Get ready to see the clown prince of crime like you’ve never seen him before, when Todd Phillips’ Joker arrives in Cineworld cinemas on 4th October.
Starring Joaquin Phoenix, the film – which has garnered a near-perfect critical reception – follows down-on-his-luck comedian Arthur Fleck as he slowly transforms into the legendary comic-book villain in an original story that draws inspiration from Martin Scorsese’s Taxi Driver and The King of Comedy.
With the Marvel Cinematic Universe (MCU) dominating the box office, you might think that DC's Joker is another entry into the ever-growing oeuvre of lighthearted comic-book outings. But this isn’t the case. Gaining an R rating in the US for its strong violence and disturbing behaviour (it’s a 15 over here), this is one film it’s best to leave junior at home for.
And there are plenty of other comic-book movies that aren’t suitable for the whole family...
1. Super (2010)
Though it’s not adapted from a real-life comic series, Super (written and directed by Guardians of the Galaxy’s James Gunn) explores the idea that anyone can be a hero. But just because you can doesn’t mean you should, as we discover when hopelessly introverted Frank Darbo (Rainn Wilson) – believing he’s been touched by God’s finger – dons the mantle of The Crimson Bolt. His aim: to back his wife (Liv Tyler) after she leaves him for a powerful drug dealer (Kevin Bacon).
Whereas superheroes are typically armed with superhuman abilities or an assortment of high-tech gadgets, Frank fights crime with nothing more than a wrench and his fervent sidekick Boltie (Ellen Page) by his side. A twisted take on the concept of the everyday hero, Super is not as quirky and upbeat as it looks on the surface. Its bleak subject matter and gruesome gore are light years away from Guardians of the Galaxy.
2. Logan (2017)
The X-Men film franchise has largely catered to a family-friendly demographic ever since it first appeared on the big screen almost two decades ago. In advance of its release, many assumed Logan would be like the previous eight instalments – including the two other Wolverine spin-offs.
What we get, though, is something completely different. Based on the Old Man Logan comics, the film – set in a future where mutants are all but extinct – follows a gruff and worn Logan (Hugh Jackman) as he escorts a young mutant (Dafne Keen) across the country while protecting her from a group of malicious scientists.
Arguably more of a western than a traditional comic-book film, Logan provides a nuanced approach to its central hero, resulting in a touching and fitting end to the character. It’s also liberally scattered with stylised violence. And it made history by becoming the first-ever comic book movie to be nominated for the Best Original Screenplay Oscar.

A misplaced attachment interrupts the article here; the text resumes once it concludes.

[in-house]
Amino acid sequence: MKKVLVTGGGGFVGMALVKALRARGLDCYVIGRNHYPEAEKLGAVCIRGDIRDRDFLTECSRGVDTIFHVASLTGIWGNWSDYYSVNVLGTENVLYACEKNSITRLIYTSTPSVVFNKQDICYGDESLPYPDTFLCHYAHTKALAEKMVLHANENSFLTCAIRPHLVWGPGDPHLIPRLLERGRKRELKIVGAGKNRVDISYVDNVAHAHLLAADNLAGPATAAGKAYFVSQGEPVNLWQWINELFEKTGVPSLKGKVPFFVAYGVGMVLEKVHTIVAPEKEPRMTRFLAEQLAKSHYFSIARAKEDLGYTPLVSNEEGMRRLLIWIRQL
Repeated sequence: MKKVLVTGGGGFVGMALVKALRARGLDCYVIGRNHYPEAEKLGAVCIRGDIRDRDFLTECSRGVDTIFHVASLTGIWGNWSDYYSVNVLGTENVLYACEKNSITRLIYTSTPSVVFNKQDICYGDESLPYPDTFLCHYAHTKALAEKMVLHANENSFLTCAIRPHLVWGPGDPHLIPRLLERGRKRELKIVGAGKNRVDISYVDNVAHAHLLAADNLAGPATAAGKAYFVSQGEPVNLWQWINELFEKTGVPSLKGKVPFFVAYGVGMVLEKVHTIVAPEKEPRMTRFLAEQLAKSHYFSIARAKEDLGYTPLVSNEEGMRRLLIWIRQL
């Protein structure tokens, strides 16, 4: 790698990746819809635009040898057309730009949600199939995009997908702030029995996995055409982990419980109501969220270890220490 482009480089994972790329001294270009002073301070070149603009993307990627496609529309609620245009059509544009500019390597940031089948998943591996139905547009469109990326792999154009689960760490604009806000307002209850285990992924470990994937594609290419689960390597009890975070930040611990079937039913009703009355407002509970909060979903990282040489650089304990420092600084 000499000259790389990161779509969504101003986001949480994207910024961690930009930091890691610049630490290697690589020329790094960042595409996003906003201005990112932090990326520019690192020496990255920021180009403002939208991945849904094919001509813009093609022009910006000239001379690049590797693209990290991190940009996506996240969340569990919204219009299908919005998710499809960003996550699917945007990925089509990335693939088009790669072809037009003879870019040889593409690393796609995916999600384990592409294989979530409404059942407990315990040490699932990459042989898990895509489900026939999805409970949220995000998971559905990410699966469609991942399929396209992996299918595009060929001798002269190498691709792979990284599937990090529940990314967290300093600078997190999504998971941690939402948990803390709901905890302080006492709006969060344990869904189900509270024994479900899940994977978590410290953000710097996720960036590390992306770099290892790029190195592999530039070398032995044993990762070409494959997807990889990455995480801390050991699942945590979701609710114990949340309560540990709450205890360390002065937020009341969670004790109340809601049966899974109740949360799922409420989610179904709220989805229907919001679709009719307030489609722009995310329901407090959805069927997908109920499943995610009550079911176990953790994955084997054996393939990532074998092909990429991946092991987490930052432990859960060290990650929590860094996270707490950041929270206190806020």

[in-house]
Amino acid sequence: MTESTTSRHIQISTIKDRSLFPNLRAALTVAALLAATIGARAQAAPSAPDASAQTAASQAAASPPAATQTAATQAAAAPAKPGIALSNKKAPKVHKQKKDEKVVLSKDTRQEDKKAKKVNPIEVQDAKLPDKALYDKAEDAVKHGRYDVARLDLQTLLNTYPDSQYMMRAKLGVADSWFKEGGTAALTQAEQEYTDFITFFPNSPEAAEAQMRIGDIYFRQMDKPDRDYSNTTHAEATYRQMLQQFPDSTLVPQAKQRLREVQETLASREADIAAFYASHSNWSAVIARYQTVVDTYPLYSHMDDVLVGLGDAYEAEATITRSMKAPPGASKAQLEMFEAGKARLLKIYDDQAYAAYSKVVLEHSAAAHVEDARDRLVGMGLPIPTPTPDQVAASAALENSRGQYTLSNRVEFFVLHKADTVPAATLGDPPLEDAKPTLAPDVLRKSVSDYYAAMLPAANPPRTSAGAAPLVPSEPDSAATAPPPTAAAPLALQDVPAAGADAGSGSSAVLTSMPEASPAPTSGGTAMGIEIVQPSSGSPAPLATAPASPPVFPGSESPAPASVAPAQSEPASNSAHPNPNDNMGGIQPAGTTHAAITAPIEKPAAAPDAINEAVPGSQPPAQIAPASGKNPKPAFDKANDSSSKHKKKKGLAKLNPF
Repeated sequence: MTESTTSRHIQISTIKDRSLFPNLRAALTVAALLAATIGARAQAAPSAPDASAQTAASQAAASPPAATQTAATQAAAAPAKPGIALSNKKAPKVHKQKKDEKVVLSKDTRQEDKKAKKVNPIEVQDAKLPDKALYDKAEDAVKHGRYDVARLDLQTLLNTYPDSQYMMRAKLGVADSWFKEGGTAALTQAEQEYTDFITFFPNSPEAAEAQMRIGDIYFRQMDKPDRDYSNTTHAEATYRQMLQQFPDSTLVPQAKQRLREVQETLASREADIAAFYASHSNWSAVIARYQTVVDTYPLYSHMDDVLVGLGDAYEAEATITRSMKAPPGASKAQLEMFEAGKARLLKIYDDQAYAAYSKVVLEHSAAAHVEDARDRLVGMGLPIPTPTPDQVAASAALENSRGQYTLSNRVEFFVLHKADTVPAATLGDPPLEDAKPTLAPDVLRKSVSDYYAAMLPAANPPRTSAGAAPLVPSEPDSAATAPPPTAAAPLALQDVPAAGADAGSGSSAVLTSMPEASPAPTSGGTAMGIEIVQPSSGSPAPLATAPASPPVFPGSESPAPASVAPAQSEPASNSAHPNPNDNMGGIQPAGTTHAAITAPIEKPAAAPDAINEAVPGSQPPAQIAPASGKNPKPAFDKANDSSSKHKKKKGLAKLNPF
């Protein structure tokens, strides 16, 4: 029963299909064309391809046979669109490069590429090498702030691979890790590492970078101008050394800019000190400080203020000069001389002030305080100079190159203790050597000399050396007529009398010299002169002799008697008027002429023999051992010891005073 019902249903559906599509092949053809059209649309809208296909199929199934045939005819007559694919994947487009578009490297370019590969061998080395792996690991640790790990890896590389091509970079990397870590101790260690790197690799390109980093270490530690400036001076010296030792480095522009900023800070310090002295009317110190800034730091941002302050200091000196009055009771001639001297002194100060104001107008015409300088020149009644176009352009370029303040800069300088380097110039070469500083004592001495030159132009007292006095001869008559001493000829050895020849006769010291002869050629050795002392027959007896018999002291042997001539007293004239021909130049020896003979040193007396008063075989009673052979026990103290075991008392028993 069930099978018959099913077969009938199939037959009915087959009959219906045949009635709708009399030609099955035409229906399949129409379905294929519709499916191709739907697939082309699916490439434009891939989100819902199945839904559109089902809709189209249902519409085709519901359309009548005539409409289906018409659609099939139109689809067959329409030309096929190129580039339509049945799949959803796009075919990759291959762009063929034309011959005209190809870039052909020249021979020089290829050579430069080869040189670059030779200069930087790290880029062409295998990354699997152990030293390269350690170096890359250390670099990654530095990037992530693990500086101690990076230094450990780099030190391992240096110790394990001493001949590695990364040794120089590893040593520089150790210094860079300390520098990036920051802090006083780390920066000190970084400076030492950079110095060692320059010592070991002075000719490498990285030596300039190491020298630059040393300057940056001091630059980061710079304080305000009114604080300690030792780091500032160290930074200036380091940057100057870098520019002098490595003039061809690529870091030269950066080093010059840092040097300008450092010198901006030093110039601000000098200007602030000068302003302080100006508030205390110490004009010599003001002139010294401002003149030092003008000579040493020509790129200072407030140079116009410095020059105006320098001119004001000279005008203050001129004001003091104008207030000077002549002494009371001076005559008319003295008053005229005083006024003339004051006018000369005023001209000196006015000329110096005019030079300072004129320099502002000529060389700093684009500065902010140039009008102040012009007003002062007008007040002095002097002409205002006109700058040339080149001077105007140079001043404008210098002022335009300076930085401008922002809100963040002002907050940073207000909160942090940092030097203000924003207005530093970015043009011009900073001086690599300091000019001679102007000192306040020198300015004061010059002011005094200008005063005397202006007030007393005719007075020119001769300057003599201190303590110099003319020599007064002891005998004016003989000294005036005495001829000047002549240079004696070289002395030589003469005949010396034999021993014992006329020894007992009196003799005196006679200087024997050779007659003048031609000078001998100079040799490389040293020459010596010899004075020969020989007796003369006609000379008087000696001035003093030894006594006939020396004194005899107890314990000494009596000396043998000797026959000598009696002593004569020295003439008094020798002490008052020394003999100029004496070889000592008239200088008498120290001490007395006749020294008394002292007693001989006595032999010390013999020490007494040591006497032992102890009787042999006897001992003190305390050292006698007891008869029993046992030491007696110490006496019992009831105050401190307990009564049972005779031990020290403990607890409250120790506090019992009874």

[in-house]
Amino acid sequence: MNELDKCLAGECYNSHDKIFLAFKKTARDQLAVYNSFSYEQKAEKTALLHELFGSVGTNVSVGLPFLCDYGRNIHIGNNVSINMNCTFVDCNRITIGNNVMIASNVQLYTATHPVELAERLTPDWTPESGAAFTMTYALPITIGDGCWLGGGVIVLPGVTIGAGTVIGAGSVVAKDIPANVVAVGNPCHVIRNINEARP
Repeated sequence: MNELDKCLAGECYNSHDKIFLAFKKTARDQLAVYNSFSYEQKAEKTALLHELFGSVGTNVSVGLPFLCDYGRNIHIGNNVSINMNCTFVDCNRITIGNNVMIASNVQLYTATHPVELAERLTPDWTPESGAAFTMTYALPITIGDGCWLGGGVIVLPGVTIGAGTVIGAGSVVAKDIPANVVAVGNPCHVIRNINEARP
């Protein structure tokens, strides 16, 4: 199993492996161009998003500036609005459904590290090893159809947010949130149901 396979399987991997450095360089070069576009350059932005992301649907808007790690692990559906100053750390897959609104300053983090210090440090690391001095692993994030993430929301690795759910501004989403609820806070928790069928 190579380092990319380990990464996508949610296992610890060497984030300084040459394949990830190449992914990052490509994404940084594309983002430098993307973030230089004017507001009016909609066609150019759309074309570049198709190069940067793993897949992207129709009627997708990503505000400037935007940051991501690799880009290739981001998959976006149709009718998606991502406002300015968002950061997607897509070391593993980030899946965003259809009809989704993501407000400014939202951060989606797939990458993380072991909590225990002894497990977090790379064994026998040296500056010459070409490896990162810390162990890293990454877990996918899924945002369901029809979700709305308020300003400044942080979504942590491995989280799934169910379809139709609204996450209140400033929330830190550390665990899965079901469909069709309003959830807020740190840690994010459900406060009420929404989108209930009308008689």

3. Watchmen (2009)
Originally written by Alan Moore and Dave Gibbons in 1986, Watchmen was brought to the big screen in all its glory by Zack Snyder (who also directed stylish graphic novel adaptation 300). Taking place in an alternative history during the height of the Cold War, this dark, satirical take on the genre sees the titular group of vigilante heroes come out of retirement after one of their own is found murdered, an investigation that takes them down a rabbit hole of conspiracy leading to an unsettling truth.
Complete with a gritty narrative that dives deep into complex issues of morality and humanity, brutal depictions of violence (and, erm, blue appendages), Watchmen delivers an incredible vision of what our world could look like if superheroes walked among us. Arguably the most adult a comic-book movie can get, Snyder’s film is a must-watch for superhero fans looking for something more confrontational.
4. Sin City (2005)
With a title like Sin City, it’s pretty clear that this film was never intended to be seen by younger audiences. Based on the graphic novel series by Frank Miller (the genius behind 300), this noir thriller takes viewers deep into the heart of the crime-riddled streets of Basin City for an anthology of hard-boiled tales involving hitmen, child murderers, cannibals and prostitution – not what you’d expect to see in any Marvel or DC blockbuster.
Shot in visually striking black and white, with pops of red, yellow and blue, the film looks like the novel in motion (no surprise considering Miler co-directs alongside Robert Rodriguez and Quentin Tarantino). It also features an impressive ensemble cast that includes Bruce Willis, Elijah Wood, Jessica Alba and Mickey Rourke. Sin City is full of over-the-top, campy, pulpy goodness for those looking for something with a little more bite.
5. Blade (1998)
A full decade before the MCU took flight with Iron Man in 2008, comic-book lovers had Blade. Credited with sparking the popularity of Marvel’s initial comic-book movies in the early 2000s, the film (based on the Marvel comic series of the same name) stars Wesley Snipes as the titular Blade. He's a half-human-half-vampire, sword-wielding vampire hunter who must stop a council of vampires from enacting an ancient ritual to summon a vampire god.
Directed by Stephen Norrington (The League of Extraordinary Gentlemen) and written by David S. Goyer (Man of Steel), this cult favourite oozes with enough blood and head-exploding gore to quench the biggest genre fans, and is exactly the sort of excessive fun you’d expect from a film with this premise that was made in the late nineties.
Blade will soon make his official MCU debut with multi-Oscar-winning Mahershala Ali in the starring role. We can therefore only wonder if Marvel is willing to add a more mature and bloody entry into what’s been a family-friendly franchise so far.
Joker laughs its way into Cineworld cinemas on 4th October. Click here to book your Joker tickets.
Andy Murray is a writer who blogs for Cineworld as part of our news team.